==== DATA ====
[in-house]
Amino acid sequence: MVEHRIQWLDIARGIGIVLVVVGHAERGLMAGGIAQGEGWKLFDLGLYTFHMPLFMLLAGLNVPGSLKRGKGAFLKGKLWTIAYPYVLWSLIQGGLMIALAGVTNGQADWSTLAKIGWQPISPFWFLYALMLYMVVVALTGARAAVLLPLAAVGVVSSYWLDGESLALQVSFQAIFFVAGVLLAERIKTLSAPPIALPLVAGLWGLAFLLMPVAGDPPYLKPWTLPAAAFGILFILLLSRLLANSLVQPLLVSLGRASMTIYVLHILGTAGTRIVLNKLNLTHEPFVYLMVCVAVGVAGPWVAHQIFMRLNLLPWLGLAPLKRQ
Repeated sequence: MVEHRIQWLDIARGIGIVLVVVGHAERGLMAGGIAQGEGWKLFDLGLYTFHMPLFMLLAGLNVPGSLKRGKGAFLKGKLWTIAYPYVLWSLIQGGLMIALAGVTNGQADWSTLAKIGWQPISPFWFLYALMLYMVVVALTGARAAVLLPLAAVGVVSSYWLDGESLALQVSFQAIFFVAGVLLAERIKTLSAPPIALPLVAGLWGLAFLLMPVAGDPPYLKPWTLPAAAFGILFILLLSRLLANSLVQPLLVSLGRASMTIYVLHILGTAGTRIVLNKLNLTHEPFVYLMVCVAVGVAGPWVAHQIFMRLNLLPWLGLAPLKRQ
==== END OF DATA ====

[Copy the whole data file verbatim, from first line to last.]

[in-house]
Amino acid sequence: MVEHRIQWLDIARGIGIVLVVVGHAERGLMAGGIAQGEGWKLFDLGLYTFHMPLFMLLAGLNVPGSLKRGKGAFLKGKLWTIAYPYVLWSLIQGGLMIALAGVTNGQADWSTLAKIGWQPISPFWFLYALMLYMVVVALTGARAAVLLPLAAVGVVSSYWLDGESLALQVSFQAIFFVAGVLLAERIKTLSAPPIALPLVAGLWGLAFLLMPVAGDPPYLKPWTLPAAAFGILFILLLSRLLANSLVQPLLVSLGRASMTIYVLHILGTAGTRIVLNKLNLTHEPFVYLMVCVAVGVAGPWVAHQIFMRLNLLPWLGLAPLKRQ
Repeated sequence: MVEHRIQWLDIARGIGIVLVVVGHAERGLMAGGIAQGEGWKLFDLGLYTFHMPLFMLLAGLNVPGSLKRGKGAFLKGKLWTIAYPYVLWSLIQGGLMIALAGVTNGQADWSTLAKIGWQPISPFWFLYALMLYMVVVALTGARAAVLLPLAAVGVVSSYWLDGESLALQVSFQAIFFVAGVLLAERIKTLSAPPIALPLVAGLWGLAFLLMPVAGDPPYLKPWTLPAAAFGILFILLLSRLLANSLVQPLLVSLGRASMTIYVLHILGTAGTRIVLNKLNLTHEPFVYLMVCVAVGVAGPWVAHQIFMRLNLLPWLGLAPLKRQ